History of the Peloponnesian War

Thucydides

Thucydides. The Peloponnesian War. London, J. M. Dent; New York, E. P. Dutton. 1910.

Perceiving what they were going to do, the Lacedaemonians sent an embassy to Athens.

They would have themselves preferred to see neither her nor any other city in possession of a wall; though here they acted principally at the instigation of their allies, who were alarmed at the strength of her newly acquired navy, and the valor which she had displayed in the war with the Medes.

They begged her not only to abstain from building walls for herself, but also to join them in throwing down the walls that still held together of the ultra-Peloponnesian cities.

The real meaning of their advice, the suspicion that it contained against the Athenians, was not proclaimed; it was urged that so the barbarian, in the event of a third invasion, would not have any strong place, such as he now had in Thebes, for his base of operations; and that Peloponnese would suffice for all as a base both for retreat and offence.

After the Lacedaemonians had thus spoken, they were, on the advice of Themistocles, immediately dismissed by the Athenians, with the answer that ambassadors should be sent to Sparta to discuss the question.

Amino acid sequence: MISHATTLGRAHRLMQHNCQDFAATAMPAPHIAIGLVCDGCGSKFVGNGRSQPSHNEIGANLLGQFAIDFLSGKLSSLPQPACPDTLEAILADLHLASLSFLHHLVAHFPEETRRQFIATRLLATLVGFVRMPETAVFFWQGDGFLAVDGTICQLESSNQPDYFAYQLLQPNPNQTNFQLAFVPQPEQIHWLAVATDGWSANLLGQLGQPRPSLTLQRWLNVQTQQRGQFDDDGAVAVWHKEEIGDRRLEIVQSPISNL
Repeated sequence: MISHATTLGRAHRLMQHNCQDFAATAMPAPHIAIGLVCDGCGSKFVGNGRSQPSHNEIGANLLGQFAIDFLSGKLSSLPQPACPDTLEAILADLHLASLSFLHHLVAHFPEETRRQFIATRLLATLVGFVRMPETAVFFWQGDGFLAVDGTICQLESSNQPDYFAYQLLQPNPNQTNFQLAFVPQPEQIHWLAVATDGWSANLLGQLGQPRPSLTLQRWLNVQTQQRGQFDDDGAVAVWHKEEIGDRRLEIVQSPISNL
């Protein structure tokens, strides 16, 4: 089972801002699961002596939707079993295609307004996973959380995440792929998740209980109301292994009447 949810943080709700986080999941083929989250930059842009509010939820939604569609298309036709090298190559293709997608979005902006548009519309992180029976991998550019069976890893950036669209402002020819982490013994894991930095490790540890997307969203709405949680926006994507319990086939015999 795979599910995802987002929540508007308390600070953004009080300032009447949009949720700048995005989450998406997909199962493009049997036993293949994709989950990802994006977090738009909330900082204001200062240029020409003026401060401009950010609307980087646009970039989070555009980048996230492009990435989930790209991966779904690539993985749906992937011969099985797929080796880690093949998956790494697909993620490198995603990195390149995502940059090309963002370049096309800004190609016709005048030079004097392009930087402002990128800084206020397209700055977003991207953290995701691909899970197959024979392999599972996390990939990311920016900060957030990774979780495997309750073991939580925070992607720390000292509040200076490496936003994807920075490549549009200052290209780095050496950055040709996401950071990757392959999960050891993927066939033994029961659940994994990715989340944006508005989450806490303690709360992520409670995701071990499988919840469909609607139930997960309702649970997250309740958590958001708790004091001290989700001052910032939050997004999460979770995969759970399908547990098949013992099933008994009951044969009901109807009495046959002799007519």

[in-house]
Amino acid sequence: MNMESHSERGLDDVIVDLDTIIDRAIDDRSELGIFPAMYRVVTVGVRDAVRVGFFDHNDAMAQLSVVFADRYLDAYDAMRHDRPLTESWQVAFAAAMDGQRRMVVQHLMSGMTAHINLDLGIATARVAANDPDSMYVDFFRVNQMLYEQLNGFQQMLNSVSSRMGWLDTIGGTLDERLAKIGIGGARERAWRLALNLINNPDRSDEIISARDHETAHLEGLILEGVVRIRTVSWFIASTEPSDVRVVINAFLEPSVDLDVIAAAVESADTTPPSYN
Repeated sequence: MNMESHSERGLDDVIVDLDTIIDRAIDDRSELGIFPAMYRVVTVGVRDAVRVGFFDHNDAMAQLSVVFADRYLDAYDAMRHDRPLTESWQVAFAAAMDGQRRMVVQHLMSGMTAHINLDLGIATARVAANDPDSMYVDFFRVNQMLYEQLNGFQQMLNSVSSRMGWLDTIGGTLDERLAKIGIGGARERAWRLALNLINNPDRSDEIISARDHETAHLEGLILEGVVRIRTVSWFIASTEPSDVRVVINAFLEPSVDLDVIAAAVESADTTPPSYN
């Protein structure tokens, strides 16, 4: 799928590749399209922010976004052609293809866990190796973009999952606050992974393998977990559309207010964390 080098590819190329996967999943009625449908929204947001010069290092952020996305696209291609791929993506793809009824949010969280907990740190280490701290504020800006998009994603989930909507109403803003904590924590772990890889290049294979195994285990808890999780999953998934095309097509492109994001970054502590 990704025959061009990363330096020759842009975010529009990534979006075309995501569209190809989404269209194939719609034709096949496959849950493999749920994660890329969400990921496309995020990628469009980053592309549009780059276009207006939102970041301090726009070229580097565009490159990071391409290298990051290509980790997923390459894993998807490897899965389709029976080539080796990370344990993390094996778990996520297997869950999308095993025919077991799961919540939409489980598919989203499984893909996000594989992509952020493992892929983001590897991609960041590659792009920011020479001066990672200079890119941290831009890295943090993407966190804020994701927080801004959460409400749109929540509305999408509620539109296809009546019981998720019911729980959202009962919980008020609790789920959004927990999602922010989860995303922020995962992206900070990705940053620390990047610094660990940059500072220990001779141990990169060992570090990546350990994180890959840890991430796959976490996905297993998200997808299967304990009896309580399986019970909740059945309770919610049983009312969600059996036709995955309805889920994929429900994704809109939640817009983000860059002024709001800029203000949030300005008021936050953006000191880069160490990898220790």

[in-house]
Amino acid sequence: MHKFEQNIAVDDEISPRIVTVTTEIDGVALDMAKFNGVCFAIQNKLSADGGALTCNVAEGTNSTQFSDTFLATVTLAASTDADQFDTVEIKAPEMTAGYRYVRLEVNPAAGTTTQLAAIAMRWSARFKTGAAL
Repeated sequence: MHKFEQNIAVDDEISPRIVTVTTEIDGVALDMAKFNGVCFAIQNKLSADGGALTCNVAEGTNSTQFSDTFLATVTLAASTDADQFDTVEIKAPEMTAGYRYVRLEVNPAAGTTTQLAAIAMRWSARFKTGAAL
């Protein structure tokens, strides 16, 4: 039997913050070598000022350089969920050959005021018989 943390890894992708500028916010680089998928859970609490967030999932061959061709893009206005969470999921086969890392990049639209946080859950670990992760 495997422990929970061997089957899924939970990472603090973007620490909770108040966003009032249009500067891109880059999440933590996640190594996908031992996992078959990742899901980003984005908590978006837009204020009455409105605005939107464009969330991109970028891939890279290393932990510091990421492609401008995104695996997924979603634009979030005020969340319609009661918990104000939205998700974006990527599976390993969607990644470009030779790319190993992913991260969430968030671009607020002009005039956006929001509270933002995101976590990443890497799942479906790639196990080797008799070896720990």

Themistocles told the Athenians to send him off with all speed to Lacedaemon, but not to despatch his colleagues as soon as they had selected them, but to wait until they had raised their wall to the height from which defence was possible.

Meanwhile the whole population in the city was to labour at the wall, the Athenians, their wives and their children, sparing no edifice, private or public, which might be of any use to the work, but throwing all down.

After giving these instructions, and adding that he would be responsible for all other matters there, he departed.

Arrived at Lacedaemon he did not seek an audience with the authorities, but tried to gain time and made excuses.

When any of the government asked him why he did not appear in the assembly, he would say that he was waiting for his colleagues, who had been detained in Athens by some engagement; however, that he expected their speedy arrival, and wondered that they were not yet there.